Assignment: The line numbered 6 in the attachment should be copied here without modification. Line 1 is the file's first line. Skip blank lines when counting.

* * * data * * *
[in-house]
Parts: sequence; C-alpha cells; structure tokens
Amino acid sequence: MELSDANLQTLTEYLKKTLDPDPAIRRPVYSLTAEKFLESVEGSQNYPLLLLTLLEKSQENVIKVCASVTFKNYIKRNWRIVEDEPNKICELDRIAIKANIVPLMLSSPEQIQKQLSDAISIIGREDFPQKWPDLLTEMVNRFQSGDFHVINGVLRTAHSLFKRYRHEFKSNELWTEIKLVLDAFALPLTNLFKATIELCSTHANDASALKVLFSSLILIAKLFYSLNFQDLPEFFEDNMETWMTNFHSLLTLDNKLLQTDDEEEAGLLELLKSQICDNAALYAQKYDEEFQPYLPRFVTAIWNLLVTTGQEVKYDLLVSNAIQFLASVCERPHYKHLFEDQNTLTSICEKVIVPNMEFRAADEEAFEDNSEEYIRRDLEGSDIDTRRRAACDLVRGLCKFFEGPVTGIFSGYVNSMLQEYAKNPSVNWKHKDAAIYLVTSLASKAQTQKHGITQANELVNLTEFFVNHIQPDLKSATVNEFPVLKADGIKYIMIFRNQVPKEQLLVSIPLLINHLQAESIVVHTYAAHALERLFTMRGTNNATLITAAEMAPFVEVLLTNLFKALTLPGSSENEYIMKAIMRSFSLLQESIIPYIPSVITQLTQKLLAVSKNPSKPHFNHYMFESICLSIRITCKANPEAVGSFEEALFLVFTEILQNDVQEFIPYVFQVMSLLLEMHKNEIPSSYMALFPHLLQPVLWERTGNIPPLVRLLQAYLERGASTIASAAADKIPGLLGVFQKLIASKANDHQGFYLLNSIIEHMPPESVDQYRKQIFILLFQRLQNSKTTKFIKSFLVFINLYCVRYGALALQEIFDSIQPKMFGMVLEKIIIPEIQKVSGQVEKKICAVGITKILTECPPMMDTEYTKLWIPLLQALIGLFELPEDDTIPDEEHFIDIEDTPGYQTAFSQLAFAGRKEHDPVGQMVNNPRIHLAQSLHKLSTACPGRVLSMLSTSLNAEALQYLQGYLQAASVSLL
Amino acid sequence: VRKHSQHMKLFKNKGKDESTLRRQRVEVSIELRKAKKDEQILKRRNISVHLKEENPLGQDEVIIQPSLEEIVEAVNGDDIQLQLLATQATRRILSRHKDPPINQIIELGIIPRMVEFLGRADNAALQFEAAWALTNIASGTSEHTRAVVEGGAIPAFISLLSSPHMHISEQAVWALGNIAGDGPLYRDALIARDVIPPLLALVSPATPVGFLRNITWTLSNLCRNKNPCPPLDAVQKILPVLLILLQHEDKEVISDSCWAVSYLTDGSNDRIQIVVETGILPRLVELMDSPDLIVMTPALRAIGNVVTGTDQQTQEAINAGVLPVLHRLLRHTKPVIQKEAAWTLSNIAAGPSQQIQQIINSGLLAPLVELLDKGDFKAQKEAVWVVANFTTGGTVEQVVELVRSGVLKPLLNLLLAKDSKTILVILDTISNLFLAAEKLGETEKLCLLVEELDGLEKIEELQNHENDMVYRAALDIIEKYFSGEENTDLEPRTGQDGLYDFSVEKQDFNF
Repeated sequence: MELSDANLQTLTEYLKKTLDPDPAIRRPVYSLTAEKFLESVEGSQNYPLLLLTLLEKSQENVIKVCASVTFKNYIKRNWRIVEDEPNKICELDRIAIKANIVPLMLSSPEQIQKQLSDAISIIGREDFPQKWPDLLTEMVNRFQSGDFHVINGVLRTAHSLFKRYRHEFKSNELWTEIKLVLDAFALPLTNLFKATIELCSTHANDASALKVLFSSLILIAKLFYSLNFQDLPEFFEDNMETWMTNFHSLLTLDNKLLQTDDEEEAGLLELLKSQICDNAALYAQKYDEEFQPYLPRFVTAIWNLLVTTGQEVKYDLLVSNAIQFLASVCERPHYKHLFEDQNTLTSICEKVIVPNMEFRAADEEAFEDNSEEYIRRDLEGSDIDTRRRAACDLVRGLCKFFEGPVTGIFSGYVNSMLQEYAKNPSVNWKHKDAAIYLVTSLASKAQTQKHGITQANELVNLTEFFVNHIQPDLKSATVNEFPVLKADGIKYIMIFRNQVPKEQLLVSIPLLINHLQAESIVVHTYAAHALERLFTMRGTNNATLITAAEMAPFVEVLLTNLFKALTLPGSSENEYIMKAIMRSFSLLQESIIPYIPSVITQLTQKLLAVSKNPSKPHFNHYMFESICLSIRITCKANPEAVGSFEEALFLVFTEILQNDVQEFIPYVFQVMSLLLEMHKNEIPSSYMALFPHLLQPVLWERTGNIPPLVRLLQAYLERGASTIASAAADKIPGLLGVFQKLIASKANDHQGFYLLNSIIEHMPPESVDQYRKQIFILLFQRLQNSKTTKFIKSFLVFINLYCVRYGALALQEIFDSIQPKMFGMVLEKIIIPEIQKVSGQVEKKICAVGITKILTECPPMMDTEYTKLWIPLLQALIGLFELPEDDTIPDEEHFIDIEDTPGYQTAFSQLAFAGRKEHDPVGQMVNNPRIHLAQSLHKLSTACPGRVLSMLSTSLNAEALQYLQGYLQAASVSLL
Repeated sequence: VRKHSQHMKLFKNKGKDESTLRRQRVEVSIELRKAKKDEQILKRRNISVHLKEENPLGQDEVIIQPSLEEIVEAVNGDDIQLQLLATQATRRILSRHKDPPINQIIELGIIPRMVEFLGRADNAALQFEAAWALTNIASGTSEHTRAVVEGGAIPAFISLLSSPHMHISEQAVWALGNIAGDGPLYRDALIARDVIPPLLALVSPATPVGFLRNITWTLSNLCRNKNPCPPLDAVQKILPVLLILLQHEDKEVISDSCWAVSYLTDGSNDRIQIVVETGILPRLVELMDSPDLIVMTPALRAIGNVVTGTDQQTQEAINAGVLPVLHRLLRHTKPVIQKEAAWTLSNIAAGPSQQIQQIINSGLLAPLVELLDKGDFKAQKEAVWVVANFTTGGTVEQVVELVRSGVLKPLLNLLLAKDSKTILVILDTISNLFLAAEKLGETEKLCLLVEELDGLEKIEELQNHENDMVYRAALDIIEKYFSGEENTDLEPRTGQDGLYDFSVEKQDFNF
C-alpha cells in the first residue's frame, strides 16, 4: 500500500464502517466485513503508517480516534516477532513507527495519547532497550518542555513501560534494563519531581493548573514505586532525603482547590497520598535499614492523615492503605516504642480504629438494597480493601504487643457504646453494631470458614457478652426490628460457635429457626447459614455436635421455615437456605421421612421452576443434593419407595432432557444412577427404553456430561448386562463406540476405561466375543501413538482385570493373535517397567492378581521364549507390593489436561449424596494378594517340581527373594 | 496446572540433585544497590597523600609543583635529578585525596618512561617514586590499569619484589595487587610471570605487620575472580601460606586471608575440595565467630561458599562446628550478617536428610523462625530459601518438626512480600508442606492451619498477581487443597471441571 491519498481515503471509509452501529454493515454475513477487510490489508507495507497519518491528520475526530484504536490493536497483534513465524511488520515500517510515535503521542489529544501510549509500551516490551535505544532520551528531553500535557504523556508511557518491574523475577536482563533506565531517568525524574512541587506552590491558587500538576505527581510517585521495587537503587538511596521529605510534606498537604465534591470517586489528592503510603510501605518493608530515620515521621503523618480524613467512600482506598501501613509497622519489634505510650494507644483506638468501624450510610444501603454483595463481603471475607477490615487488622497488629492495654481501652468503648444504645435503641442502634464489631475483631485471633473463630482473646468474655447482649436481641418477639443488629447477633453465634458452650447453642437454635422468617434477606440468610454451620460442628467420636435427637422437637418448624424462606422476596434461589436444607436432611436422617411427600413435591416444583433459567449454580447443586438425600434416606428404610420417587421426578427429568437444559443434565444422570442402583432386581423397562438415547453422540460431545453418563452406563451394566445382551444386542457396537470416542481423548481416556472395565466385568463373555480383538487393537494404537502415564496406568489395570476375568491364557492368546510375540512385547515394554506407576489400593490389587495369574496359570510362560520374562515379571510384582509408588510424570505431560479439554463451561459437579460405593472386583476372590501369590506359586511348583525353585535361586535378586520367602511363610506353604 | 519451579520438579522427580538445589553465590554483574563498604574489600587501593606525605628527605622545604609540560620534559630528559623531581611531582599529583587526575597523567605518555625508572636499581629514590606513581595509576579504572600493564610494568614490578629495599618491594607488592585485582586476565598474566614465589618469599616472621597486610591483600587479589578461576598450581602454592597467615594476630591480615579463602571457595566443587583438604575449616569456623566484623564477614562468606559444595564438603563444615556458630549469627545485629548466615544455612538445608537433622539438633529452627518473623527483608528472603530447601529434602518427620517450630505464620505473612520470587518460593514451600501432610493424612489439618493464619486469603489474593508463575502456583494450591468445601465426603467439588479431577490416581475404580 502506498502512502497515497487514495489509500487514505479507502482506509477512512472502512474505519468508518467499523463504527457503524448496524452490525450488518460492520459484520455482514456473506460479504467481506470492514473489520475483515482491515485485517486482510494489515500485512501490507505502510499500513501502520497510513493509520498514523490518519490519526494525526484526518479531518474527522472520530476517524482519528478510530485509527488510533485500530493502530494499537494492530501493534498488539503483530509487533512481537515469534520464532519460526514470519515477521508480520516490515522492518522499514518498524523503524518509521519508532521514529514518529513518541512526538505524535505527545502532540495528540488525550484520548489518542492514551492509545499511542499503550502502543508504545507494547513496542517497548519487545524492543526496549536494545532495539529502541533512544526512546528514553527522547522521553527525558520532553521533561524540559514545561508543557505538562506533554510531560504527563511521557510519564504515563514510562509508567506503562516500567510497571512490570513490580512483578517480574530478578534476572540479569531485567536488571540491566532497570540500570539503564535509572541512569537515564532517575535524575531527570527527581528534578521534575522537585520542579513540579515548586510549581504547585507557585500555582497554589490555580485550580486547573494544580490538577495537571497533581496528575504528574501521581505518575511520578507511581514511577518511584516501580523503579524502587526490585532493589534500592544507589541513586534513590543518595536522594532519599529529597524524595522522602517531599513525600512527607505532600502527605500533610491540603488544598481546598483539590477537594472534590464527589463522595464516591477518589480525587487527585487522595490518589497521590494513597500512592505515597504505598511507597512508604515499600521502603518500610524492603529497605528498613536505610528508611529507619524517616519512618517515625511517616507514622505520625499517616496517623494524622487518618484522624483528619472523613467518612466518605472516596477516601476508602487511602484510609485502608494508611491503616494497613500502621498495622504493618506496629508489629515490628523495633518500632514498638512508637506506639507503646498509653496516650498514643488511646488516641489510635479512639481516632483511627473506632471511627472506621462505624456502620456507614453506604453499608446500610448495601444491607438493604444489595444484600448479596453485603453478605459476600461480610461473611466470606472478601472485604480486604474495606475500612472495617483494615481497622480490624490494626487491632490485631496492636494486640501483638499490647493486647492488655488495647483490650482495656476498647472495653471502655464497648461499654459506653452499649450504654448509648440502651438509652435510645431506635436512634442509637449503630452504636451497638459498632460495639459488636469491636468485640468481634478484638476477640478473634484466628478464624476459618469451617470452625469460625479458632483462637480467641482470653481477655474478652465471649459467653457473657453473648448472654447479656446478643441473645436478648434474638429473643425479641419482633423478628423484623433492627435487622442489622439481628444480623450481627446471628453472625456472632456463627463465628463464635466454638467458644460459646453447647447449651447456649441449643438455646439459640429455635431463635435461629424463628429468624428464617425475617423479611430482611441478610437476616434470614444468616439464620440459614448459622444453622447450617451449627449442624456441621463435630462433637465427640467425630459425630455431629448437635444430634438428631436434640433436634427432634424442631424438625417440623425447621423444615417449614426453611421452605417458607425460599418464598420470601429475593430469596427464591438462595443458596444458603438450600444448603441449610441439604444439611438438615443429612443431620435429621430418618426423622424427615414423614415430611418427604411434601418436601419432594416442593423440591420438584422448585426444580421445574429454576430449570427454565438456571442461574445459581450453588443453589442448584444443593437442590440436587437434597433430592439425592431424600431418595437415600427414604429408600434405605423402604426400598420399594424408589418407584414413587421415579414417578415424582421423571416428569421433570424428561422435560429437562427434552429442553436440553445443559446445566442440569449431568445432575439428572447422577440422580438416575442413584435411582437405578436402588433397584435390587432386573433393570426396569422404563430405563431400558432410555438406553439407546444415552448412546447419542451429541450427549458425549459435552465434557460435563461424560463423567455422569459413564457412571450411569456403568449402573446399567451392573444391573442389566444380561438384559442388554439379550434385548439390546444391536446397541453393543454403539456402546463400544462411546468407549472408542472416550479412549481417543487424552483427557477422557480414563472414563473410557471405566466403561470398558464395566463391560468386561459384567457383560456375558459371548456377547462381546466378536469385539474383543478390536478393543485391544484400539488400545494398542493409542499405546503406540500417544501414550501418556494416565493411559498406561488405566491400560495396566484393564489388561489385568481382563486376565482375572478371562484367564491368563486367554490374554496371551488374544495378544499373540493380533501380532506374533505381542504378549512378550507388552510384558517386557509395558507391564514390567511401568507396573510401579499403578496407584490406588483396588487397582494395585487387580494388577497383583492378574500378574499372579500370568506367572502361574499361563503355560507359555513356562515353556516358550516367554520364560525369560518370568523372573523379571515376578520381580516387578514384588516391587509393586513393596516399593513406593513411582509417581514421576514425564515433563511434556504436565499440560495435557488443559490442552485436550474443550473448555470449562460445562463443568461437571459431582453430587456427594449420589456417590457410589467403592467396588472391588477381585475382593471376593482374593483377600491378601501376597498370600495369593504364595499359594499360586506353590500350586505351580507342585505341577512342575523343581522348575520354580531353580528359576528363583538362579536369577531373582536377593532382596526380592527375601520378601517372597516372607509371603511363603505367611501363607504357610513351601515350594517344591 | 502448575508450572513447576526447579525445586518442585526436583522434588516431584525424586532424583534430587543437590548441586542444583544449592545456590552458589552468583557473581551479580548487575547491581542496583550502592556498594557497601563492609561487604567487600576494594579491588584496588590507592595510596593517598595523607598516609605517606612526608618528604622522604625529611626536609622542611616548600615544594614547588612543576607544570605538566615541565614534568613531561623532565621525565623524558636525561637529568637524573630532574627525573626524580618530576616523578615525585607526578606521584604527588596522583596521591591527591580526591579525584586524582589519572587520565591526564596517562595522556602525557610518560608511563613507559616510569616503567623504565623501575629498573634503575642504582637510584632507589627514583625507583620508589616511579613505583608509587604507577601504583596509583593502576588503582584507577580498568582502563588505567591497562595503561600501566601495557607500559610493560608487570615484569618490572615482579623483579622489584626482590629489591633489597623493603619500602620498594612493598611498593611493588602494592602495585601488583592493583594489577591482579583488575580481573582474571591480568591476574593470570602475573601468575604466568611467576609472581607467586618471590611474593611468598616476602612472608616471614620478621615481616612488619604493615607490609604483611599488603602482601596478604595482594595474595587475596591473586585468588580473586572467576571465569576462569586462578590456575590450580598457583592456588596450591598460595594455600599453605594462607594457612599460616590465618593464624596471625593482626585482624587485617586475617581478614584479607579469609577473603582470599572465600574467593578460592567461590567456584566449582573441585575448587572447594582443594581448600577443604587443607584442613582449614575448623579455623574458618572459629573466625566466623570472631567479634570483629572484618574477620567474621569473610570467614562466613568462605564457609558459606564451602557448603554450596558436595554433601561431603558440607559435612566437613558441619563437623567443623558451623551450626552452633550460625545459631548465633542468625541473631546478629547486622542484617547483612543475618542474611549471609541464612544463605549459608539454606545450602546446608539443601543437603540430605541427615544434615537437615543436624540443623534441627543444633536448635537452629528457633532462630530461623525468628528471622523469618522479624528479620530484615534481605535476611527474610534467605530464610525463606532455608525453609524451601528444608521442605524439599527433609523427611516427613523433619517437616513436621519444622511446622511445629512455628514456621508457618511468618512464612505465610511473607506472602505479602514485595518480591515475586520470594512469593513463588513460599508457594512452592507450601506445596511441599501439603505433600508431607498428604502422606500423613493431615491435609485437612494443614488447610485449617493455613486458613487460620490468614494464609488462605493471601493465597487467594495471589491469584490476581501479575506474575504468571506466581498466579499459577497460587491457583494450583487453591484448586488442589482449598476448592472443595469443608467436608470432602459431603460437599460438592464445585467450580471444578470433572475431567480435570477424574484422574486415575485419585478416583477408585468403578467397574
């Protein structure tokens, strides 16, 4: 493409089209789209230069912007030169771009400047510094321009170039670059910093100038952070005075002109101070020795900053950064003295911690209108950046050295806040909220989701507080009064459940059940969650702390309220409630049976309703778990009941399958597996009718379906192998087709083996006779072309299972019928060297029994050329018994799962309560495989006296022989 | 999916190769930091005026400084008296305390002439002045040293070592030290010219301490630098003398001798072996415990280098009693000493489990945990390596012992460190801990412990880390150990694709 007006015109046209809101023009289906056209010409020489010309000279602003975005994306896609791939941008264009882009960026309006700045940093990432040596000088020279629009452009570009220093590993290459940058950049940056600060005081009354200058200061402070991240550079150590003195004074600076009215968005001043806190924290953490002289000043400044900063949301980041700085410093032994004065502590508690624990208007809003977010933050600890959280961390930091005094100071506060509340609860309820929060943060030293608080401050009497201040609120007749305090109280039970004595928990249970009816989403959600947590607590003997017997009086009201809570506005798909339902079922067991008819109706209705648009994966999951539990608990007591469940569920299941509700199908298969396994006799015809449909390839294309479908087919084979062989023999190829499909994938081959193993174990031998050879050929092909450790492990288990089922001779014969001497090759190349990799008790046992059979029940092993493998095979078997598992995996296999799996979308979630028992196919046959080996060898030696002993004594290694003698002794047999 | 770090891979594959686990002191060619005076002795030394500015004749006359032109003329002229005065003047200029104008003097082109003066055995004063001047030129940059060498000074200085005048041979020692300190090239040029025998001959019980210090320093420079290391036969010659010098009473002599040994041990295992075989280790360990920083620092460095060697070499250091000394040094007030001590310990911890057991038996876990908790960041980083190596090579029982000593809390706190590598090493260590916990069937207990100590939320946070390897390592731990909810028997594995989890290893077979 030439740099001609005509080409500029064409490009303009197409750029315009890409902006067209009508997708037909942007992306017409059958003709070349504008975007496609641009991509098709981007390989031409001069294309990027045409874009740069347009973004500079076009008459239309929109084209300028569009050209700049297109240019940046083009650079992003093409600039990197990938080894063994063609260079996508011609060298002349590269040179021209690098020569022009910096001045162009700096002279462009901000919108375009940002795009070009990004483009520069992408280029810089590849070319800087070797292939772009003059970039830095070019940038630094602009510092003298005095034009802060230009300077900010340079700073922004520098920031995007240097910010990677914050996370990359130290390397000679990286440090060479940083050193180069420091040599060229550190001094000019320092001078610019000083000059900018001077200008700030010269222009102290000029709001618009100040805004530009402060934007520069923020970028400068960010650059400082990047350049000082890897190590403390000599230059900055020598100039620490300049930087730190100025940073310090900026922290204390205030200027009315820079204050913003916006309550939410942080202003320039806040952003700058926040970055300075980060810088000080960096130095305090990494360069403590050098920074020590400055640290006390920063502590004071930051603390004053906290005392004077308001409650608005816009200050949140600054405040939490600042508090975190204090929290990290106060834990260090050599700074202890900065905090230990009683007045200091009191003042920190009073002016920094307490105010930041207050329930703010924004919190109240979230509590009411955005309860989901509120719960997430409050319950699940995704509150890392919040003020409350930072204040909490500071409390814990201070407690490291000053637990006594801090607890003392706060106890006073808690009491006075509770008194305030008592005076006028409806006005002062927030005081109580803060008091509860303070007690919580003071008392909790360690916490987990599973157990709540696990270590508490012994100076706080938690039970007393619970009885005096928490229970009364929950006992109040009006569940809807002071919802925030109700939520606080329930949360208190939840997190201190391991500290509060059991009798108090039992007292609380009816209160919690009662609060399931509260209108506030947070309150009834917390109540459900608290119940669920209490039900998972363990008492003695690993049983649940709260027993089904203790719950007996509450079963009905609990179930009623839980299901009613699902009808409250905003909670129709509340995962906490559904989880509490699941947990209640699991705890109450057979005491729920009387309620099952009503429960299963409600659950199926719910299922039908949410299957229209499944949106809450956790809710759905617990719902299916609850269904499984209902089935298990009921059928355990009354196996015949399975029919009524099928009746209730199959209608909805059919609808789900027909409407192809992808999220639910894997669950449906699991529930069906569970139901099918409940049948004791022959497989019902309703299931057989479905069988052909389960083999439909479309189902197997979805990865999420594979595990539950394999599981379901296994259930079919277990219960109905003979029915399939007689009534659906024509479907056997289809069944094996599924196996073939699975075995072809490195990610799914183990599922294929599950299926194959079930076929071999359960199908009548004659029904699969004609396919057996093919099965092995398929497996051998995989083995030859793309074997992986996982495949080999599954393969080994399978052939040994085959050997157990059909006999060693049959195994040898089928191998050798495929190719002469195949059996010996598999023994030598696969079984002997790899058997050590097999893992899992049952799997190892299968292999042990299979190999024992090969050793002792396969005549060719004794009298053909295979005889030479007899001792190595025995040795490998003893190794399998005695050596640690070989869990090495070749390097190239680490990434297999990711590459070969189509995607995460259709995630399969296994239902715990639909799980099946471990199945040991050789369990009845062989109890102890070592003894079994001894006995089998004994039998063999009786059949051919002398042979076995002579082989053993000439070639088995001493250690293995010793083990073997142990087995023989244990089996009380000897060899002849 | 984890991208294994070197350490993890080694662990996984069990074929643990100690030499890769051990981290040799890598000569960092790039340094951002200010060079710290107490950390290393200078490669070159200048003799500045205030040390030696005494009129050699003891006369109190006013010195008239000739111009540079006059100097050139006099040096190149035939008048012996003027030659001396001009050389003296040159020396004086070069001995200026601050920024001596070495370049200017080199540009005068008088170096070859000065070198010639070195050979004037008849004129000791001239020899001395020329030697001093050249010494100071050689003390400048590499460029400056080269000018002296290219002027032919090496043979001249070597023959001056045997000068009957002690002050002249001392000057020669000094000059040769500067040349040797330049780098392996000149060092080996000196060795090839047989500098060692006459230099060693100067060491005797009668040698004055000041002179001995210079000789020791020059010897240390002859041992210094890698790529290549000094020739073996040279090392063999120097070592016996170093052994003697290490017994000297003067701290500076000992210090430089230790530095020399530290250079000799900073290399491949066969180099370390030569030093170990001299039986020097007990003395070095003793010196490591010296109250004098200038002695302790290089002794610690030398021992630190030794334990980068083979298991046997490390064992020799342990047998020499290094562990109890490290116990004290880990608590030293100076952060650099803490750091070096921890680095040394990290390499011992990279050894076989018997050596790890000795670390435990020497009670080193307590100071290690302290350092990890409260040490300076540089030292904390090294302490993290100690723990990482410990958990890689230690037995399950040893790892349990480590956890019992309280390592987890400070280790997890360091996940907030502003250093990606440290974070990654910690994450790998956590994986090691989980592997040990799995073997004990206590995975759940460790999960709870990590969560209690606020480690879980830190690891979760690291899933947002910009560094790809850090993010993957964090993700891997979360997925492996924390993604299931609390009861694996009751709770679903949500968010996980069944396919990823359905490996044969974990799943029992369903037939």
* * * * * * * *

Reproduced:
Repeated sequence: VRKHSQHMKLFKNKGKDESTLRRQRVEVSIELRKAKKDEQILKRRNISVHLKEENPLGQDEVIIQPSLEEIVEAVNGDDIQLQLLATQATRRILSRHKDPPINQIIELGIIPRMVEFLGRADNAALQFEAAWALTNIASGTSEHTRAVVEGGAIPAFISLLSSPHMHISEQAVWALGNIAGDGPLYRDALIARDVIPPLLALVSPATPVGFLRNITWTLSNLCRNKNPCPPLDAVQKILPVLLILLQHEDKEVISDSCWAVSYLTDGSNDRIQIVVETGILPRLVELMDSPDLIVMTPALRAIGNVVTGTDQQTQEAINAGVLPVLHRLLRHTKPVIQKEAAWTLSNIAAGPSQQIQQIINSGLLAPLVELLDKGDFKAQKEAVWVVANFTTGGTVEQVVELVRSGVLKPLLNLLLAKDSKTILVILDTISNLFLAAEKLGETEKLCLLVEELDGLEKIEELQNHENDMVYRAALDIIEKYFSGEENTDLEPRTGQDGLYDFSVEKQDFNF